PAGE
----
Why study systematic theology? Dr. Michael Allen outlines four reasons to study systematic theology, explaining the need for Christians to have their assumptions corrected by Scripture.
Oftentimes I get asked, “Why study systematic theology?” Frankly, it doesn’t sound so pleasant and perhaps it sounds rather blasphemous, as though you put God in a box or you somehow construct some idol of what God must be like. Why do we value systematic theology at the center of what we do here at Reformed Theological Seminary?
Corrects our Presuppositions
We value it because we are tempted to create idols and to put God in boxes. We bring our sin when we study God or read the Bible, we bring our prejudice and assumptions, our bias and our presuppositions. And those can mislead. And we want to acknowledge and repent of that. And we want to develop protocols and practices that lead against that tendency because that can cause detriment and harm not only to ourselves but to others. Systematic theology is actually about leaning against that kind of tendency, asking not just “What does part of the Bible say?” but “What’s the whole breadth of biblical teaching on this or that issue?” so that we don’t simply return to what we know but were always challenged by the remainder of God’s word that we need to explore.
Helps Us Set Biblical Priorities
Too often we come with our questions, our urgent needs, and we don’t wait and ask God what is most necessary for us.Systematic theology also explores the priorities God’s Word itself sets for us. Too often we come with our questions, our urgent needs, and we don’t wait and ask God what is most necessary for us. But we can learn from the Bible what keeps coming up, what seems to be most emphasized, what’s primary and what’s secondary or tertiary. And so, good systematic theology is going to return to Scripture again and again, asking that our priorities be recalibrated and reordered to be more biblical, not just that we’d have the right biblical thoughts, but we’d know what are the biblical questions and concerns we ought to care about.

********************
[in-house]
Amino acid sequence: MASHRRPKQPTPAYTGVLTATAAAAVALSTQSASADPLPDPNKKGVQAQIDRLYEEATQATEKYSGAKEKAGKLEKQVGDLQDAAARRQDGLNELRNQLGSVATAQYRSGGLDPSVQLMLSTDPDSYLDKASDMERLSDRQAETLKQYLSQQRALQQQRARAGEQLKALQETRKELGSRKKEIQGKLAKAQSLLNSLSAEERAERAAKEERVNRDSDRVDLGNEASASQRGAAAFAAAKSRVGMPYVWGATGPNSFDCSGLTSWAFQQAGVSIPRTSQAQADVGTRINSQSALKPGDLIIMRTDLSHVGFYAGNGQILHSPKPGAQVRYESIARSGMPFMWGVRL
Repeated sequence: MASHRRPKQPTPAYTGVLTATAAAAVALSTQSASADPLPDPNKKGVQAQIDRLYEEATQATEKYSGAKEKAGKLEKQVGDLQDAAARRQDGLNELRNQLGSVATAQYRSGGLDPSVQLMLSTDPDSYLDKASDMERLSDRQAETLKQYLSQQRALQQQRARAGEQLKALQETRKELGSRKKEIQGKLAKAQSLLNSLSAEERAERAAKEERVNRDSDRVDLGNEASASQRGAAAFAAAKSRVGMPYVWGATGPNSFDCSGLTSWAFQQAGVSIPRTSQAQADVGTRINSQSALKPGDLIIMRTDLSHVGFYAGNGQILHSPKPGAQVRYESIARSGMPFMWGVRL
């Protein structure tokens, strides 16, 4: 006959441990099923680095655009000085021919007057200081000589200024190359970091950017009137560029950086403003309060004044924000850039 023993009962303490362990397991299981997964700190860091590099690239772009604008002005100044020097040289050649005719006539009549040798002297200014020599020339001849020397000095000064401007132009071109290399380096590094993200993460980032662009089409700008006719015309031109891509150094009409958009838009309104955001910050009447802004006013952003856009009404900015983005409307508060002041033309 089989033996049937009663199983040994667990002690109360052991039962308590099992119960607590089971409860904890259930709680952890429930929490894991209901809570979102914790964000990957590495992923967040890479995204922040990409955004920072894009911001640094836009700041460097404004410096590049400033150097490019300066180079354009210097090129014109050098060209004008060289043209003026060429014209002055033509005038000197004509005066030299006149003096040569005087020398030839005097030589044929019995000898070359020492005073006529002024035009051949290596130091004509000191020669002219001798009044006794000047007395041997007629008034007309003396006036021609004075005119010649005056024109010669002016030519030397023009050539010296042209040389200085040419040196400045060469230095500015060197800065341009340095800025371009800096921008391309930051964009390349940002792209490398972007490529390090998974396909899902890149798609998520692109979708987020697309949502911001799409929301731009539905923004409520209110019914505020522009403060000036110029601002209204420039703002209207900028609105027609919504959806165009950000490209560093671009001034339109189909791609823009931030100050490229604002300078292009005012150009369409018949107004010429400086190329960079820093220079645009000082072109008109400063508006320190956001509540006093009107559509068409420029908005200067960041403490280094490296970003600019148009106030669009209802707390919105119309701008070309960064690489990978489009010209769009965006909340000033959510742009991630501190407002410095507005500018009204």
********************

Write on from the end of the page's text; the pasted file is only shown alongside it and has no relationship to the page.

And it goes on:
Teaches Us About Biblical Use of Language
Third, systematic theology is going to force us to be alert to the way in which the Bible uses the language of the common ordinary life, and yet sometimes it uses it in profoundly distinctive ways. The Bible does use language that is found elsewhere. We speak of the singular work of Christ using the language of the slave market and redemption or the law court and adoption. We use terms like just and love and goodness, and we hear those elsewhere in life, don’t we? But we use them to speak of the one living and true God, and they apply in a distinctive or analogical way here. One of the crucial tasks of systematic theology is paying attention to the distinctive use of very common language so that we don’t import presumption and prejudice from how we hear or use those terms elsewhere in life. When I say that God loves you and I say that I love basketball, those are not completely arbitrary or unrelated, but they are not the same thing. And I need Scripture to help shape my understanding of what love is so I might better appreciate the distinctive gift of God’s good love.
Calls Us to Coherence and Integrity
Fourth and finally, systematic theology beckons us to consider the coherence and integrity of Christian belief and practice. We are inconsistent and all of us, to one degree or another, lack full integrity. I need Scripture to help shape my understanding of what love is so I might better appreciate the distinctive gift of God’s good love.We think this, but we don’t always practice its full consequence. We believe this, but we don’t see how it impacts how we read that passage or believe regarding that other doctrine. Systematic theology calls us to think more coherently, to ask about the consequences and implications of this belief or that interpretation, to ask us to increasingly and repentantly commit ourselves to becoming more whole and less fragmented. Of course, this, like everything else, is a journey. We are on a theological pilgrimage. None of us will arrive in this life, and so we must repent forward, trustingly believing that God’s Word provides for us, that Christ instructs us, that the Holy Spirit enlightens us. But these practices and protocols are there to help us hear more attentively, to think more repentantly, and to grow theologically, more maturely.